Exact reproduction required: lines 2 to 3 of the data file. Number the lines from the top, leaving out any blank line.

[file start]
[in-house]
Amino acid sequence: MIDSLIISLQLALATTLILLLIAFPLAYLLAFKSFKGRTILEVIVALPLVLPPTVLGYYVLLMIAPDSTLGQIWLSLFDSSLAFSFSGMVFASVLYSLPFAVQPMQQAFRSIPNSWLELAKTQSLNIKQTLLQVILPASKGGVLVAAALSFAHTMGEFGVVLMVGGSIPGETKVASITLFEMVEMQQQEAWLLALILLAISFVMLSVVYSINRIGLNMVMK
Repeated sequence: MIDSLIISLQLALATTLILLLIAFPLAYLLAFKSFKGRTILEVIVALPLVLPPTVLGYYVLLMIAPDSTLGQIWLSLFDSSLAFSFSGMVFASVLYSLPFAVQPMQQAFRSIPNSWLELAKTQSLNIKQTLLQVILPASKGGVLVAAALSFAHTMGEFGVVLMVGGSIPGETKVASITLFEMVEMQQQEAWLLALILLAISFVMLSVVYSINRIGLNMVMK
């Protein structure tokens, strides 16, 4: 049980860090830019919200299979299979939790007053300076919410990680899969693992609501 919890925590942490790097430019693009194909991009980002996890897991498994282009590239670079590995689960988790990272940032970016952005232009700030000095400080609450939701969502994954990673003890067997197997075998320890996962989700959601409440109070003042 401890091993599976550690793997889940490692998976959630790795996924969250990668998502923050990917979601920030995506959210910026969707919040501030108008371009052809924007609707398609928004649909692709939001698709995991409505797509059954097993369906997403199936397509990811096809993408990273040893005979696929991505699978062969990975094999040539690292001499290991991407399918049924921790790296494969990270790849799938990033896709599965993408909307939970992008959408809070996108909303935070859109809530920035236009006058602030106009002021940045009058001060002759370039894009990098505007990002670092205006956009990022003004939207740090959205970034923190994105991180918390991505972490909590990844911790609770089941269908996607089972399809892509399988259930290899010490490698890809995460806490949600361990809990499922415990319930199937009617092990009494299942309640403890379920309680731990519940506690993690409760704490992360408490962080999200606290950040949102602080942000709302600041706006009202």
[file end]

Amino acid sequence: MIDSLIISLQLALATTLILLLIAFPLAYLLAFKSFKGRTILEVIVALPLVLPPTVLGYYVLLMIAPDSTLGQIWLSLFDSSLAFSFSGMVFASVLYSLPFAVQPMQQAFRSIPNSWLELAKTQSLNIKQTLLQVILPASKGGVLVAAALSFAHTMGEFGVVLMVGGSIPGETKVASITLFEMVEMQQQEAWLLALILLAISFVMLSVVYSINRIGLNMVMK
Repeated sequence: MIDSLIISLQLALATTLILLLIAFPLAYLLAFKSFKGRTILEVIVALPLVLPPTVLGYYVLLMIAPDSTLGQIWLSLFDSSLAFSFSGMVFASVLYSLPFAVQPMQQAFRSIPNSWLELAKTQSLNIKQTLLQVILPASKGGVLVAAALSFAHTMGEFGVVLMVGGSIPGETKVASITLFEMVEMQQQEAWLLALILLAISFVMLSVVYSINRIGLNMVMK